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United States District Court, S.D. New York

June 9, 2005.


The opinion of the court was delivered by: RICHARD CASEY, District Judge


These two related cases involve Defendant Axess Trade Co.'s uncontestedly fraudulent activities in foreign currency exchange futures ("Forex") contracts. A group of six individual investors ("Individual Investors") and a trading firm named World Trade Capital Market S.C. ("WTCM") (together, "Private Plaintiffs") sued Axess Trade and its principal Saby Abuaf ("Private Action"). Apparently learning of Axess Trade's activities through the Private Action, the United States Commodity Futures Trading Commission ("CFTC") brought its own action against Axess Trade pursuant to 7 U.S.C. § 13a-1 ("CFTC Action"), which was assigned to this Court as a related case. Axess Trade has approximately $69,000 in assets in the United States, which are frozen as the result of a preliminary injunction that this Court issued. The Private Plaintiffs and the CFTC are contesting to whom those limited assets should be distributed. As explained below, the Court holds that the Private Plaintiffs are entitled to a preference in the distribution of funds but not to all of the funds. The Court modifies the preliminary injunction accordingly.


  WTCM is incorporated under the laws of Mexico, and the Individual Investors are Mexican citizens. WTCM learned of Axess Trade, a Panamanian corporation, during its search for a new clearing firm to handle its customers' foreign-currency trades. The Private Plaintiffs allege that Axess Trade, through Abuaf, fraudulently induced the Individual Investors to open Internet Forex trading accounts with Axess Trade and induced WTCM to act as an introducing broker for Axess Trade. When representatives of WTCM met with Abuaf in Manhattan and Mexico City to discuss Axess Trade's services, Abuaf claimed that Axess Trade was registered with the U.S. Commodity Futures Trading Commission ("CFTC") as a futures commission merchant and that Axess Trade had offices New York City. WTCM referred the Individual Investors to Axess Trade in exchange for commissions on the Individual Investors' trades. The Individual Investors set up Internet accounts and deposited funds in those accounts by wiring money to Axess Trade's bank account at JPMorgan Bank in New York City.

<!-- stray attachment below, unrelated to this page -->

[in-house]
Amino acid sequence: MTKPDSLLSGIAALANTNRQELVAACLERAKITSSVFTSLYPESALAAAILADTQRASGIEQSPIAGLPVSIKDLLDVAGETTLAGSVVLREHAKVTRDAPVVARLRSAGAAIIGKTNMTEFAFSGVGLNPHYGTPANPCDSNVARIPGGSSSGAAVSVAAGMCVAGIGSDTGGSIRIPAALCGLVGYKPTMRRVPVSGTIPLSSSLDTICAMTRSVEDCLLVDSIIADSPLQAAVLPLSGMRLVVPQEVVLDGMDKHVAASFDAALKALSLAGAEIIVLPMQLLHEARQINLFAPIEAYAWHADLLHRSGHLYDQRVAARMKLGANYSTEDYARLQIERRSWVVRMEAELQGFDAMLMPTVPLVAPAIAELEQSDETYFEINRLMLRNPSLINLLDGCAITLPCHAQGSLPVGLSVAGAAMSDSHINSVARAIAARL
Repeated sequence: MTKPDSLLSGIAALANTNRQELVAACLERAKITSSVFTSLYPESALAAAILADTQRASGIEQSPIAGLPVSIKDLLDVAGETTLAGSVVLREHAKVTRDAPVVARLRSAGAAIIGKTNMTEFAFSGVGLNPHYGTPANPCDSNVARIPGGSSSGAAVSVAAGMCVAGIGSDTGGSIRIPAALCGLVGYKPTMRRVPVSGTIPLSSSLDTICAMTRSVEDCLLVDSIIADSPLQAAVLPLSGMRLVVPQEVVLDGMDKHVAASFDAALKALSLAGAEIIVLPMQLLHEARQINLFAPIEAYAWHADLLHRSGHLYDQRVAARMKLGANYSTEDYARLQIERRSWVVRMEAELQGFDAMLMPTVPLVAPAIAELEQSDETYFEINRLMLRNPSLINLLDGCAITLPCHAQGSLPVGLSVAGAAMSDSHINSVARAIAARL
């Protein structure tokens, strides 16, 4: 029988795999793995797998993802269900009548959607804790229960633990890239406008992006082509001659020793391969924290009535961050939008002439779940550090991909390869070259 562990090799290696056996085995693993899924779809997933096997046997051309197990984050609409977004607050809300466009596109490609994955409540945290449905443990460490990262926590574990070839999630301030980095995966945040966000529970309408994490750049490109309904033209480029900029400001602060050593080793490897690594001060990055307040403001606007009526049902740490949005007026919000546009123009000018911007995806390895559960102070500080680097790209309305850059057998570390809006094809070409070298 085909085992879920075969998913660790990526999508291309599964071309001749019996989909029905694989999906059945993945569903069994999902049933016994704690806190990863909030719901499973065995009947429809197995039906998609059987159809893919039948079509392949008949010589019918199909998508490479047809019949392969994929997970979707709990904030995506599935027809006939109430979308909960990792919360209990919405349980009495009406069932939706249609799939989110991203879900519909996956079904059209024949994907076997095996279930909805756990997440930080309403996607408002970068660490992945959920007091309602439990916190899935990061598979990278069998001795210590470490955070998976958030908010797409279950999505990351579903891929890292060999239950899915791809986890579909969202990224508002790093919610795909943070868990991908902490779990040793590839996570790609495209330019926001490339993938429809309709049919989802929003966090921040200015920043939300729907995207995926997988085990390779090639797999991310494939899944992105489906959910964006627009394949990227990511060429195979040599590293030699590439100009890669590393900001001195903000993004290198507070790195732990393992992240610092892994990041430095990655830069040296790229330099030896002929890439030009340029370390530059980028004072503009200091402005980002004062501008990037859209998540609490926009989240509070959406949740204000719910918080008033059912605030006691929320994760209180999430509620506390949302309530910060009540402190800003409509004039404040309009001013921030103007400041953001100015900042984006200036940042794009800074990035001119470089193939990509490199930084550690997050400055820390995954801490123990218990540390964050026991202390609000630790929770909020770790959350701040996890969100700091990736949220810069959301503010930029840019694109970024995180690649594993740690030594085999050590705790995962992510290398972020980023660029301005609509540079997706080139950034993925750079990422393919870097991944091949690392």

The Private Plaintiffs allege that hundreds of profitable trades of U.S. dollars against Mexican pesos that the Individual Investors made in their accounts were retroactively "canceled" by Axess Trade, depriving them of the profits from those trades. Axess Trade also allegedly misappropriated $20,000 from the accounts of WTCM's clients.*fn1 And Axess Trade's New York offices turned out to be bogus. One address that was provided is, according to the Private Plaintiffs' counsel, a Mail Boxes Etc. store. The other office in the Empire State Building actually belongs to Capital Management Services LLC, the services of which Axess Trade allegedly used to clear the Individual Investors' trades and with which Axess Trade maintained its own account.

  The Private Plaintiffs brought suit under the Racketeer Influenced and Corrupt Organizations Act ("RICO"), 18 U.S.C. § 1961 et sq., and New York State law. The Individual Investors claim compensatory damages of $223,610.37 for lost profits plus an unspecified sum of misappropriated funds. WTCM claims to have lost $122,844.52 in commissions when Axess Trade retroactively canceled the Individual Investors' trades. The Private Plaintiffs also seek treble damages under RICO.

  On May 19, 2004, the Court issued an order of attachment on the motion of the Private Plaintiffs, resulting in the attachment of $69,022.27 held in two accounts by Axess Trade in New York. The Court confirmed that order of attachment, as is required under New York law, N.Y.C.P.L.R. 6211(b), on June 15, 2004. The Private Plaintiffs posted an undertaking of $10,000 to obtain the order of attachment.